Search News Releases

Search mode:
"and" "or"
Search in:
Recent News Releases
(Last 30 days)
All News Releases
Emergency Fishing Rule Changes
Sport Fishing Rule Changes
Fish and Shellfish Health Advisories & Closures
Marine Biotoxin Bulletin
Beach closures due to red tide and other marine toxins
Local Fish Consumption Advisories
Health advisories due to contaminants
Fish Facts for Healthy Nutrition
Information on mercury, PCBs and other contaminants in fish
News Releases Archive
Jan  Feb  Mar  Apr 
May  Jun  Jul  Aug 
Sep  Oct  Nov  Dec 
Jan  Feb  Mar  Apr 
May  Jun  Jul  Aug 
Sep  Oct  Nov  Dec 
Jan  Feb  Mar  Apr 
May  Jun  Jul  Aug 
Sep  Oct  Nov  Dec 

600 Capitol Way North, Olympia, WA 98501-1091

This document is provided for archival purposes only.
Archived documents do not reflect current WDFW regulations or policy and may contain factual inaccuracies.

  Digg it!  StumbleUpon  Reddit

October 02, 1998
Contact: Margaret Ainscough, (360) 902-2408

Special caution needed for opening of hunt season

OLYMPIA— Hunters need to use extra caution when they set out for what is expected to be an exceptional duck season opener Saturday (Oct. 3) and other upcoming openers, because the recent long run of warm weather has created tinder-dry conditions outdoors for wildfires.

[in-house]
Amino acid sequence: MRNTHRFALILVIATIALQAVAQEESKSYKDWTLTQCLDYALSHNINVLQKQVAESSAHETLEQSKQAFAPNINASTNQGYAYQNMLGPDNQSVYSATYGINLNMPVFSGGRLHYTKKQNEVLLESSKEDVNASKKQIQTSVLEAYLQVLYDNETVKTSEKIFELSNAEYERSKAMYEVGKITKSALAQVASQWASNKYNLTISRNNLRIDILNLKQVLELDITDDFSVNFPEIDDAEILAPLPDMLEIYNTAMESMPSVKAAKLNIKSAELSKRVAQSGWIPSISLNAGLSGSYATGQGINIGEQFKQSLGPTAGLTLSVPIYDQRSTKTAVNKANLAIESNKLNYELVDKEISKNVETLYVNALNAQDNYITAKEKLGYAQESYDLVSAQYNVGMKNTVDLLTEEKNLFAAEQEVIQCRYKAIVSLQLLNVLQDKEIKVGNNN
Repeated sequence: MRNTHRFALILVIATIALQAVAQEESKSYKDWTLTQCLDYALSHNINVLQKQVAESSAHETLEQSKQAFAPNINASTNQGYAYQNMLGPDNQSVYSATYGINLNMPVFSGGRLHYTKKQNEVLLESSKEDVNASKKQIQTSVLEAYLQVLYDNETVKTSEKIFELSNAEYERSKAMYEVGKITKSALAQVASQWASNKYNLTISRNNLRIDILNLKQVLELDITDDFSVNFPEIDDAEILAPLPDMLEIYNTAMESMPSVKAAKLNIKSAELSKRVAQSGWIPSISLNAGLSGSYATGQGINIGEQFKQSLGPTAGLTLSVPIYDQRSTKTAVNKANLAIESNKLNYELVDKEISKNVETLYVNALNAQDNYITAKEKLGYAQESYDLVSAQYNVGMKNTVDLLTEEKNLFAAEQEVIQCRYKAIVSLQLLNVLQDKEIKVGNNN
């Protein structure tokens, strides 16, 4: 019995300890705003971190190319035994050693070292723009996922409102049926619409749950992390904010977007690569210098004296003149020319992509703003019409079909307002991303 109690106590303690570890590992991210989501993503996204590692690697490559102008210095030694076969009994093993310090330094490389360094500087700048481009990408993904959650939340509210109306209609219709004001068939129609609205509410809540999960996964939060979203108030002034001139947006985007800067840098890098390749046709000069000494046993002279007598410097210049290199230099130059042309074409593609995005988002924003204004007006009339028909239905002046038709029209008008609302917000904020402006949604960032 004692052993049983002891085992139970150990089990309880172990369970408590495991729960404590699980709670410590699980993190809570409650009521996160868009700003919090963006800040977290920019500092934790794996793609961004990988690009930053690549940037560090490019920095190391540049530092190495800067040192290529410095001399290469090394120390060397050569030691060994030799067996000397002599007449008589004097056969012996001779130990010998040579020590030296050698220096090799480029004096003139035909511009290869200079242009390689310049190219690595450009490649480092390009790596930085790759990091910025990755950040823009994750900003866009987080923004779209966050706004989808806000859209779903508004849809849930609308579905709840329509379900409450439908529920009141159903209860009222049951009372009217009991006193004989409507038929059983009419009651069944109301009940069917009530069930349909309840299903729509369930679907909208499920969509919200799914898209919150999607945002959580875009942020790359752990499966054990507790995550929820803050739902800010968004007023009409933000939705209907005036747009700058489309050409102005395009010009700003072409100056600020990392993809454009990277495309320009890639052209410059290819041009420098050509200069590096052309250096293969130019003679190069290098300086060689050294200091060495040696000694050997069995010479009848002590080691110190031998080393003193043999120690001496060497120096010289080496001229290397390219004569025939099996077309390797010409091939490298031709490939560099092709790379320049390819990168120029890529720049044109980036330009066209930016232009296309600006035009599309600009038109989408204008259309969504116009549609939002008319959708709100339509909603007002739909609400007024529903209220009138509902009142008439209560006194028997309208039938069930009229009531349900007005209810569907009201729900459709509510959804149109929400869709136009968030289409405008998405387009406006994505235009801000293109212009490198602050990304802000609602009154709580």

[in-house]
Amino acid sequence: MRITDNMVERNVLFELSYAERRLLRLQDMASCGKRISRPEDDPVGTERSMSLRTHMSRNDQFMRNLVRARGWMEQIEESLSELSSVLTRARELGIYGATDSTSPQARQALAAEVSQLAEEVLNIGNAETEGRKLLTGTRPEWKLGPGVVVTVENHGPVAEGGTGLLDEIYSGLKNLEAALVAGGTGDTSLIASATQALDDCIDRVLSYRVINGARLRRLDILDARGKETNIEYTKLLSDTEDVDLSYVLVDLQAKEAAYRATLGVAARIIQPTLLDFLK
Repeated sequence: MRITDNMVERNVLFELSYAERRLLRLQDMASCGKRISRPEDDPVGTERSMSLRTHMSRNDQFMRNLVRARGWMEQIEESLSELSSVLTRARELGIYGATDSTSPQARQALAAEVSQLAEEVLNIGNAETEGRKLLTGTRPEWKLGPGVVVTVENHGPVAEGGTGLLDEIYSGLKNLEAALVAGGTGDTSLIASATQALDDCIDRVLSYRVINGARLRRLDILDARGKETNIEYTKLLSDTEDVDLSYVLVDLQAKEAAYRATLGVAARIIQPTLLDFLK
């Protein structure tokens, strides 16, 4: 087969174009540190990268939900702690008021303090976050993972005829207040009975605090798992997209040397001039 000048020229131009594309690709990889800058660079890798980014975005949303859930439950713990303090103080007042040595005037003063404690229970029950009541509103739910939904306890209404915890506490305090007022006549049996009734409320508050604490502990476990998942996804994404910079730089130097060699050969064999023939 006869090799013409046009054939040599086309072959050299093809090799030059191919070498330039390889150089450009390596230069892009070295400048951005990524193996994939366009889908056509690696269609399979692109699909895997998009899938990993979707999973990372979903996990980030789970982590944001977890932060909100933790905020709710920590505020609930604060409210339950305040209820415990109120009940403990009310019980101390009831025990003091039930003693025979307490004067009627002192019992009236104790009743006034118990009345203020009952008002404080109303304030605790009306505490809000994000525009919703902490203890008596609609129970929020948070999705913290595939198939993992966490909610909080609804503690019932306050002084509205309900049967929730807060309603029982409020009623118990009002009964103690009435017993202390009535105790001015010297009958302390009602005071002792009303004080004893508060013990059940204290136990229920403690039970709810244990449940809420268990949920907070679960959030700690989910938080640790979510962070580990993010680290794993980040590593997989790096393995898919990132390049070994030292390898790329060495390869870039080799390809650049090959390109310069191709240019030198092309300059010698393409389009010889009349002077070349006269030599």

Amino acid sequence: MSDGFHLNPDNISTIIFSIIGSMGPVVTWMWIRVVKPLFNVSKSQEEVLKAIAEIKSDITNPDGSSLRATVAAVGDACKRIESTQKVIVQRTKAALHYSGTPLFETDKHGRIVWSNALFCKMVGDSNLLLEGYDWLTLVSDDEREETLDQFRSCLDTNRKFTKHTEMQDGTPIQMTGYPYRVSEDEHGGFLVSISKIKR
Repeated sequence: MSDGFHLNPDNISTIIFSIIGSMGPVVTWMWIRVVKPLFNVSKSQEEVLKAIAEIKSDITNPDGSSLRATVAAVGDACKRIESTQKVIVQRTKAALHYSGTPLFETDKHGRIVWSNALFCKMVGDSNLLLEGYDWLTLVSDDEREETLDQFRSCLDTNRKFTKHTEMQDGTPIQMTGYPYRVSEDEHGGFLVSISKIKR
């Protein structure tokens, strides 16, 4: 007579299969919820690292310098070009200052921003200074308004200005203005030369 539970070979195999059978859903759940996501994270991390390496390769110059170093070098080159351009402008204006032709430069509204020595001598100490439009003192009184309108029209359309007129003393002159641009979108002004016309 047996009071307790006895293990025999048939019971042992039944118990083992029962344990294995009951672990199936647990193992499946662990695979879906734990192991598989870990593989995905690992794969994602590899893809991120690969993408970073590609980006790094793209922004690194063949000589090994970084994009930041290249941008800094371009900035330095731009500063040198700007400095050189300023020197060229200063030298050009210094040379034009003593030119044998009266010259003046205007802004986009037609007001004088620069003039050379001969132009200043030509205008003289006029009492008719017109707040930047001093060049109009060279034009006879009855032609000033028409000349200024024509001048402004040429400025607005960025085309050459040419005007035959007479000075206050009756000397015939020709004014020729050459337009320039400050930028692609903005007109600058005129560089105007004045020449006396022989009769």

Although duck hunters are likely to see some rain for Saturday's opener, some closures of lands affected by recent dry weather are still in effect, said Don Kraege, waterfowl manager for the Washington Department of Fish and Wildlife.

"Duck hunters who plan on accessing hunting sites by traveling through private timber lands first need to check for closures with property owners," said Kraege.

Unless we get significant rainfall, the need for special fire precaution is even more important for hunters setting out in fields and forests for the upland bird season Oct. 10; the deer season opener Oct. 17; and the elk season openers Oct. 31 and Nov. 7.

Campfire restrictions are in place in many areas of the state, and some private timberlands remain closed due to fire danger. On private lands, hunters should seek landowners' permission before building a campfire.

A few simple precautions can ensure that a campfire doesn't spark a brush or forest fire:

  • Build campfires only in sites free of overhanging branches or brush. There should be at least a 10-foot clearance around the fire.
  • Keep all campfires smaller than 4 feet in diameter.
  • Never leave a fire unattended.
  • Use water to extinguish a fire, then shovel dirt onto it.